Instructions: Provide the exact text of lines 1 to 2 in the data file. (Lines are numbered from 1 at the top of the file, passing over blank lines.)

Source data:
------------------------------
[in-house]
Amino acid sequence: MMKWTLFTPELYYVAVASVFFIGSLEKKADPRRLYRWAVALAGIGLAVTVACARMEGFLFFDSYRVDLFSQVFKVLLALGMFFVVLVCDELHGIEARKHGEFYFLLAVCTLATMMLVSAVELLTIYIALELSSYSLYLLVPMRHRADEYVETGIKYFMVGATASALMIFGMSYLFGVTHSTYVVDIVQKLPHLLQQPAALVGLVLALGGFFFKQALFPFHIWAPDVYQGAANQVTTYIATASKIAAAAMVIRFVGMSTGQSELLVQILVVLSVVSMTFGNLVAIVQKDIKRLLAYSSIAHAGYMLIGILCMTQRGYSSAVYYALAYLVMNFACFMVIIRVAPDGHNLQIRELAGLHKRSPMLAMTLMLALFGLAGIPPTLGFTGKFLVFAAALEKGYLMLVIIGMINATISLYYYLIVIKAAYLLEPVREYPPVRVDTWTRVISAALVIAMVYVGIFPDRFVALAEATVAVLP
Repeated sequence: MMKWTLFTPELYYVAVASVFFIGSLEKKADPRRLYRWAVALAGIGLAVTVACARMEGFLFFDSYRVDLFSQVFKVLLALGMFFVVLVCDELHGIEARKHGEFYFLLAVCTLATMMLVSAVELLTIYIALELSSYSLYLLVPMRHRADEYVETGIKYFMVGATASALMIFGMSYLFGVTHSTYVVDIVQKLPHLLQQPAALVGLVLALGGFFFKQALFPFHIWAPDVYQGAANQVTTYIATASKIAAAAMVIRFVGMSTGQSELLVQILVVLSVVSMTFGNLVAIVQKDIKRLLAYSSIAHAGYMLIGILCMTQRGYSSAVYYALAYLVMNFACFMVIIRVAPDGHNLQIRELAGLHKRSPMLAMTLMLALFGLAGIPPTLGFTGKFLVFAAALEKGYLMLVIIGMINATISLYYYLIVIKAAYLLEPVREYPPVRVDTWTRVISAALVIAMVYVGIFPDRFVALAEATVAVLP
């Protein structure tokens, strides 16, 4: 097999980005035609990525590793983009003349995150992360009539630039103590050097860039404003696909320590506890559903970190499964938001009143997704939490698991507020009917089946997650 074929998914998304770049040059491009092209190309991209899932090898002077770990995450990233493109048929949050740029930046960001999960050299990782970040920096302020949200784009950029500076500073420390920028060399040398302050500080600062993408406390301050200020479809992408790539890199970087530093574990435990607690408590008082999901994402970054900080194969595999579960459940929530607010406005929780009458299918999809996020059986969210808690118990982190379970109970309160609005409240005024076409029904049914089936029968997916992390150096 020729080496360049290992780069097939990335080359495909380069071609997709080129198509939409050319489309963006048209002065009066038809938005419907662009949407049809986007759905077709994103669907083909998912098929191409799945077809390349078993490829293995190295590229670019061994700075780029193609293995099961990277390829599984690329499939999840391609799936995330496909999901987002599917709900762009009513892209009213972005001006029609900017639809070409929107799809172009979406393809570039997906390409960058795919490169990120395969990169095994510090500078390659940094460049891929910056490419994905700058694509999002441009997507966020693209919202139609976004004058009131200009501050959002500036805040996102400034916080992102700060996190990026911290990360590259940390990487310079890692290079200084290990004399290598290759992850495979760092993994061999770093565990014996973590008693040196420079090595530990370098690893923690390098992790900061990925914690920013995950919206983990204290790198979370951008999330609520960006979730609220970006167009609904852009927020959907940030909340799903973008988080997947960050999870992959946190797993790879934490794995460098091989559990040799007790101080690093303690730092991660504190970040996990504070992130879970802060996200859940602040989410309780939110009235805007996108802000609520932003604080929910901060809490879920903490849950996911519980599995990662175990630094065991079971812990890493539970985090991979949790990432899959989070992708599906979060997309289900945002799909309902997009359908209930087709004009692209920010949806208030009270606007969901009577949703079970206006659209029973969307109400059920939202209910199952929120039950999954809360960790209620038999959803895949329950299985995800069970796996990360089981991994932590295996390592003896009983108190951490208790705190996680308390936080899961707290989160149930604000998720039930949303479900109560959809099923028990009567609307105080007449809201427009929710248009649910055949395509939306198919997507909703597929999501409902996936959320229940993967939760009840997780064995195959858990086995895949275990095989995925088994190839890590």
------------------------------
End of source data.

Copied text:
[in-house]
Amino acid sequence: MMKWTLFTPELYYVAVASVFFIGSLEKKADPRRLYRWAVALAGIGLAVTVACARMEGFLFFDSYRVDLFSQVFKVLLALGMFFVVLVCDELHGIEARKHGEFYFLLAVCTLATMMLVSAVELLTIYIALELSSYSLYLLVPMRHRADEYVETGIKYFMVGATASALMIFGMSYLFGVTHSTYVVDIVQKLPHLLQQPAALVGLVLALGGFFFKQALFPFHIWAPDVYQGAANQVTTYIATASKIAAAAMVIRFVGMSTGQSELLVQILVVLSVVSMTFGNLVAIVQKDIKRLLAYSSIAHAGYMLIGILCMTQRGYSSAVYYALAYLVMNFACFMVIIRVAPDGHNLQIRELAGLHKRSPMLAMTLMLALFGLAGIPPTLGFTGKFLVFAAALEKGYLMLVIIGMINATISLYYYLIVIKAAYLLEPVREYPPVRVDTWTRVISAALVIAMVYVGIFPDRFVALAEATVAVLP